Sometimes, parents will worry about something that might happen - but it’s stemming from their own experiences or fears. Are you worried that he won’t be popular because you weren’t popular? Take some time to find out what your child is worried about; you might be surprised to find out that he is much more at ease than you thought.
Overindulge to “compensate”
Extra video games or unlimited treats, for example, do not have anything to do with your child’s disability. Stick to “typical” rules, while allowing for occasional leniency in circumstances that really do relate to her disability.
Be too tough
Tough love doesn’t work with atypical kids. Atypical kids are more fragile. Get to know your child and work with him consciously and gently.
Step in when necessary
Some atypical kids are prone to social isolation and depression. Teachers, even if unintentionally, can exacerbate the problem. Keep an eye on your child and have open communication so he’ll feel comfortable confiding in you.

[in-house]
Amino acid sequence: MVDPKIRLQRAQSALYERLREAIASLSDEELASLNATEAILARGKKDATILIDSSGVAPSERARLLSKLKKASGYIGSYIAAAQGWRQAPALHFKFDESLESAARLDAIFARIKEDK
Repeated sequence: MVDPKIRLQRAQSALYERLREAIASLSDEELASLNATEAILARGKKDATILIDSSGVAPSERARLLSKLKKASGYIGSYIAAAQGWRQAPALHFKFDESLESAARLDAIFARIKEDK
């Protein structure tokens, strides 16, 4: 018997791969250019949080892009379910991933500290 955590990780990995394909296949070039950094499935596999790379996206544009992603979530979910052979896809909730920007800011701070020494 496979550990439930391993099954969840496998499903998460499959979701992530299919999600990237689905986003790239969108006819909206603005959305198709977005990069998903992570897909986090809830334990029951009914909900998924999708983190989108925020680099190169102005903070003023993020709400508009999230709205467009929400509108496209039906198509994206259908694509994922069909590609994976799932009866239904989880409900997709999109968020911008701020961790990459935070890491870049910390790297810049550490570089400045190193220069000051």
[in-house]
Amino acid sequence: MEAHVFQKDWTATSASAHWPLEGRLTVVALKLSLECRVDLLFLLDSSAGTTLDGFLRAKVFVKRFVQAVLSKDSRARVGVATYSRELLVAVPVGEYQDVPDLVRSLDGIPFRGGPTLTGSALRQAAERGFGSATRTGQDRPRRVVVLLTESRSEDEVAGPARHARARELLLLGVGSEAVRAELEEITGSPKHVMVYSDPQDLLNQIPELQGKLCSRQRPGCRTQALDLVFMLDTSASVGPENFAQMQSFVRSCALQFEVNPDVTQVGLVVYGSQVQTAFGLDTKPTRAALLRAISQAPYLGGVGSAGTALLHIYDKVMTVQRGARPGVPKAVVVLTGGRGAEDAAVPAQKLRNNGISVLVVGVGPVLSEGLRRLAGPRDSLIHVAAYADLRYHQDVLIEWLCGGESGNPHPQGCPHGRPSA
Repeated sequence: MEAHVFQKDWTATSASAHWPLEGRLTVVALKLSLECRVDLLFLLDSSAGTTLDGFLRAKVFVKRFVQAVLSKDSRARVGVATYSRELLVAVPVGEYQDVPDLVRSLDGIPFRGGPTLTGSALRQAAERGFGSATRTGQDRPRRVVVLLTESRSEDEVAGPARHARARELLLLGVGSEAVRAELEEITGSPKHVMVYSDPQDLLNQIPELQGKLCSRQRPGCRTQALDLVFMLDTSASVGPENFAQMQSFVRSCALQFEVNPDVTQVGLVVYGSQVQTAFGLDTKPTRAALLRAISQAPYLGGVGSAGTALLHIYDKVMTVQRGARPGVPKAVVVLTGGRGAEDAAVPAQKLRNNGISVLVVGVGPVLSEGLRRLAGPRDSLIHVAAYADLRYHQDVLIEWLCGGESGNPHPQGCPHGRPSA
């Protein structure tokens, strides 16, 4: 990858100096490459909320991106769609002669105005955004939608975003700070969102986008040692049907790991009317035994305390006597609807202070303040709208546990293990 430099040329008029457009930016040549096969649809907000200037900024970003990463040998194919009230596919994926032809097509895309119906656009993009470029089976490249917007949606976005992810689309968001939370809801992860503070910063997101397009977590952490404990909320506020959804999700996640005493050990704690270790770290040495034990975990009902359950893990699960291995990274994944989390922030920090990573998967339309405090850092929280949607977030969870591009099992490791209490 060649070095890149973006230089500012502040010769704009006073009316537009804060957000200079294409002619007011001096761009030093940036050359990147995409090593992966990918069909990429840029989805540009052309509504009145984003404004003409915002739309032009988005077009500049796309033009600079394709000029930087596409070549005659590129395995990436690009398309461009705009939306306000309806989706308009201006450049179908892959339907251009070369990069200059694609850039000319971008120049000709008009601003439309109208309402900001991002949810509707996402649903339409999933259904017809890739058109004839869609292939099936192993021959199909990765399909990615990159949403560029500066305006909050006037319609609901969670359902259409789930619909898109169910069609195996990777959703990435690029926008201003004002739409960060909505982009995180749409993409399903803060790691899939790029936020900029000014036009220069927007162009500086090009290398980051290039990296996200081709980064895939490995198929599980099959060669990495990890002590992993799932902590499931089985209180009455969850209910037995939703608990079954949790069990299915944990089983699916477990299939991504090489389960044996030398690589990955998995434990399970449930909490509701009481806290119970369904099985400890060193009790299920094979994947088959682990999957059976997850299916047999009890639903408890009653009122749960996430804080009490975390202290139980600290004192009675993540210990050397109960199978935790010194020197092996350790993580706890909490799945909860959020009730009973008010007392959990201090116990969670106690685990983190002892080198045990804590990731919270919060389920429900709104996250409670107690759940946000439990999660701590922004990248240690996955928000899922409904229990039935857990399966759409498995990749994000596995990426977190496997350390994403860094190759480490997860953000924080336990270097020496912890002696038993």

You are your child’s advocate, and your child will need assertive intervention at times. This is not “babying” your child. It’s part of your job as a pro-active parent of an atypical child.
Don’t limit your child’s activity options based on what you think she can’t do. If she really wants to join that club or try that sport or take those lessons, chances are there is a way to make it happen.
Enjoy the present
Staying in the moment and noticing your amazing child as she unfolds is an important—and joyful—exercise. Take a short break from the everyday jostle to savor small moments of just being together.
Express gratitude daily
Before bed, perhaps at tuck-in time, encourage your child to think about what he’s thankful for. Chime in with a few ideas yourself.